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Holding Terrorists Accountable Isn't Enough

Sunday, 14 June 2009 05:39 PM Current | Bio | Archive

The Obama administration quietly transferred Ahmed Khalfan Ghailani from Guantanamo Bay, Cuba, to New York City, where he will face criminal charges for embassy bombings in Tanzania and Kenya. Ghailani is responsible for the deaths of 224 people in those attacks, and is also charged in connection with his ties to al-Qaida.

He already admitted to his role in the bombings, the murders, and to his al-Qaida training in an efficient military tribunal. He’s inarguably a despicable and dangerous terrorist whose unambiguous guilt will surely earn him life behind bars or possibly even a death sentence.

And for Obama, the seedier the better. Ghailani is the perfect first choice in his administration’s doe-eyed crusade to soften the edges of our image abroad. Obama wants to assure a guilty verdict, so he chose someone who’s already confessed. His criminal trial will likely be short and uncontroversial, and for proponents of closing Gitmo it will be proof positive that trying terrorists as war criminals is unnecessary and ineffective.

Except, of course, that it isn’t.

Forget the philosophical arguments against trying terrorists as average criminals, even though many are responsible for the deaths of hundreds, some the deaths of thousands, and most would be more than happy to carry out new orders against the States and her allies.

And forget the dangers inherent in Mirandizing detainees, which of course places an added burden on our soldiers in the battlefield and on our investigators at home.

Forget about the outrage of driving by the local Supermax knowing someone who killed hundreds of Americans – and maybe your own son or daughter – and would probably relish the opportunity to do it again, is living next door to your church or your post office or your day care center.

And never mind that these criminal trials could make public valuable counter-intelligence. As Andy McCarthy pointed out in National Review, most worrisome is “the generous due process rules which force us to disclose skads [sic] of intelligence to terrorists — and expose our sources to testify against terrorists — even as their network is still at large and still committed to killing us.”

All of that is unsettling at best, and horrifying at worst. But what really matters is the future security of the country and our allies. Putting someone like Ahmed Khalfan Ghailani, or any other al-Qaida loyalist for that matter, in a United States prison is like handing them a cell phone with Osama bin Laden’s telephone number pre-programmed in it.

This is not a criticism against our prison system or our well-trained and hard-working prison guards. Their hands are tied by increasing efforts from human rights and civil liberties groups to relax and improve the conditions for our worst offenders.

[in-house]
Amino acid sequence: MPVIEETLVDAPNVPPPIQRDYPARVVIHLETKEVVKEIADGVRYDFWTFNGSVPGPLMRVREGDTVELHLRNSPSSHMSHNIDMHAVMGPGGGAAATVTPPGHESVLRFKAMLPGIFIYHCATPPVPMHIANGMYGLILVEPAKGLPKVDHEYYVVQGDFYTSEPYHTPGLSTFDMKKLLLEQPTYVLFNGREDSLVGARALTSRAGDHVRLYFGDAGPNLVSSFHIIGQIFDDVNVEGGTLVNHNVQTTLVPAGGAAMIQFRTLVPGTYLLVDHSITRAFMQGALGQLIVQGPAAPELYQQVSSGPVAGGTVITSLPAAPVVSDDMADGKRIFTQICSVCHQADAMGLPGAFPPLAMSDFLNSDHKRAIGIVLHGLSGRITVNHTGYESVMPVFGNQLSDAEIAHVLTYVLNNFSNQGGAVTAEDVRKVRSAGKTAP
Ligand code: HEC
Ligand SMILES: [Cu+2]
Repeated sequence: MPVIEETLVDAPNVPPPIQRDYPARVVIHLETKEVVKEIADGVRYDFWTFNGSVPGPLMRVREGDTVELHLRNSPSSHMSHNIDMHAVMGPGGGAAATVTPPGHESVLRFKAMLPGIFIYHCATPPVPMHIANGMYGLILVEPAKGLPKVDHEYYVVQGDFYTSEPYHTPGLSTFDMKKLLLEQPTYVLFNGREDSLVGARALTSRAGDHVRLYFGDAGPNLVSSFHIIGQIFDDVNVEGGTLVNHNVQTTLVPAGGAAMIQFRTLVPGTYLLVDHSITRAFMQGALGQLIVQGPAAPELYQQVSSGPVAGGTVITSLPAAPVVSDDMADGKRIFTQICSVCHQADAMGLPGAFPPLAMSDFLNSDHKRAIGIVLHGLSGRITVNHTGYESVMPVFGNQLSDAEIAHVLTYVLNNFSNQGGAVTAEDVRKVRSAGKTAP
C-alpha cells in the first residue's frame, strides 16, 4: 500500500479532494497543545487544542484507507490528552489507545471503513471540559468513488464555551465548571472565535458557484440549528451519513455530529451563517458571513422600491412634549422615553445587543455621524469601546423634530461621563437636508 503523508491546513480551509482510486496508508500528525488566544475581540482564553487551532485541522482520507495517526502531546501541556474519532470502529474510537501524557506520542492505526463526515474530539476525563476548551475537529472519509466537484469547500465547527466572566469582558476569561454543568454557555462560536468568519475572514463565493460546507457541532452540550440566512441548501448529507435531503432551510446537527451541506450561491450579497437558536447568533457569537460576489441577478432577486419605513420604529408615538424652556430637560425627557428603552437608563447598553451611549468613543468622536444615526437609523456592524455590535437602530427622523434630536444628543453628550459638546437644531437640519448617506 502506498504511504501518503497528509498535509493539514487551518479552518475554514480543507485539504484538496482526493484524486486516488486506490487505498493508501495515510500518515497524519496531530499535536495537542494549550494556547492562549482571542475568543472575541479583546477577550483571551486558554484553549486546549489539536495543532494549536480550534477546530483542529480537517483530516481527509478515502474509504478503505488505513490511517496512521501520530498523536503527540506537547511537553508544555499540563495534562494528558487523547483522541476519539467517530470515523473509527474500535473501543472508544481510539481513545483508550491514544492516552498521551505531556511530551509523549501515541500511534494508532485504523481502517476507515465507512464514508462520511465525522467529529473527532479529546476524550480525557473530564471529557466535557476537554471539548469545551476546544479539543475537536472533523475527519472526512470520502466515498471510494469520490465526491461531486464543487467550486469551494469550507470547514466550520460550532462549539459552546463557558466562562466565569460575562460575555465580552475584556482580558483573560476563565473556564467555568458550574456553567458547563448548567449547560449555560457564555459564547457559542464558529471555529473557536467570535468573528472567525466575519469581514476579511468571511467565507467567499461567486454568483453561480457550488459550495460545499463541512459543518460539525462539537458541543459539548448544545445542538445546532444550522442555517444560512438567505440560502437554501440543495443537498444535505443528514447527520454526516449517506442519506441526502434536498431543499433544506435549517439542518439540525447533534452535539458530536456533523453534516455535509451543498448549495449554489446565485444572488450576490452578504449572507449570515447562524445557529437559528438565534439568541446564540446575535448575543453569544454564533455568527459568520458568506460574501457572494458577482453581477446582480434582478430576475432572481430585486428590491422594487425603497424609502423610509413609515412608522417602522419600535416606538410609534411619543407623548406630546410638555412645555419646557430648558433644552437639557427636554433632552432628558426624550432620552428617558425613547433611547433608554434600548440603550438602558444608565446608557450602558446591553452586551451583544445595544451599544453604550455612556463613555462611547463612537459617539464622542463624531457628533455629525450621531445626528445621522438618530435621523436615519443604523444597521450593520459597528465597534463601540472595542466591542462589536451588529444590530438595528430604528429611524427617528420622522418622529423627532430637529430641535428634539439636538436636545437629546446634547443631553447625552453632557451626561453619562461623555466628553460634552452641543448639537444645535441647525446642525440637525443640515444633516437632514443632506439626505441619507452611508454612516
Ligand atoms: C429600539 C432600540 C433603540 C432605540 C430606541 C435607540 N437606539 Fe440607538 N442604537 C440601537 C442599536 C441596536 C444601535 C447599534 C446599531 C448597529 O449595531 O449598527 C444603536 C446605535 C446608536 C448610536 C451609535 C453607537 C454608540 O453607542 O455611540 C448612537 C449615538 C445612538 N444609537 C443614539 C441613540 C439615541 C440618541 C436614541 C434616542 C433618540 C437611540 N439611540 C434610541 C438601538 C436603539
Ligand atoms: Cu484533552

But the privileges that the Ghailanis of the terrorism world could be afforded in prison will make them a continued threat to the country. Human Rights Watch, in an effort to condemn what it described as the overly harsh treatment of detainees in Gitmo, compared the lavish conditions of an average Supermax to those of Guantanamo Bay, calling the contrast “stark.”

“Prisoners at the California SHU were able to leave their pods to go to a law library, where they were able to read in individual library cells. They were also allowed to buy radios and televisions for their cells, and could request counseling, prayer, or Bible study visits. Two-thirds were double-celled, and they were allowed visits from family members.”

At ADX-Florence, the Supermax that houses Zacarias Moussaoui, Richard Reid and Ramzi Yousef, even so-called “special administrative measures” don’t offer the kinds of assurances Americans want in preparing to distribute terrorists around the country. “Even they…are provided televisions in their cell, which offer limited outside programming (including The Discovery Channel), as well as educational and religious materials that are broadcast over in-house TV channels.” Every inmate, regardless of their crime, is allowed monthly phone calls and visitors.

The idea that a Supermax facility will make it impossible for an eager terrorist to communicate with al-Qaida is preposterous. In the notoriously strict Israeli prison system, for example, Hamas has basically set up a command post. Masab Yousef, the son of West Bank Hamas leader Sheik Hassan Yousef, found himself in an Israeli jail at age 18.

“Hamas had control of its members inside the jail,” he told Fox News’s Jonathan Hunt. According to Yousef, who has since converted from Islam to Christianity and now goes by Joseph, Hamas prisoners are incredibly organized. They find ways to communicate with outside leadership, and maintain by way of torture and killing order of their ranks inside the prison to ensure against Israeli cooperation or informants.

Attorney General Eric Holder declared Ghailani’s appearance in federal court evidence that he is being held accountable for murdering 224 people. Holding terrorists accountable is important, but it’s only half of the issue. How can we be sure our prisons will physically hold them, and assure the rest of the country and our allies that we’re not making it easier for terrorists to carry out their frightening plots against the West?

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The Obama administration quietly transferred Ahmed Khalfan Ghailani from Guantanamo Bay, Cuba, to New York City, where he will face criminal charges for embassy bombings in Tanzania and Kenya. Ghailani is responsible for the deaths of 224 people in those attacks, and is...
Sunday, 14 June 2009 05:39 PM
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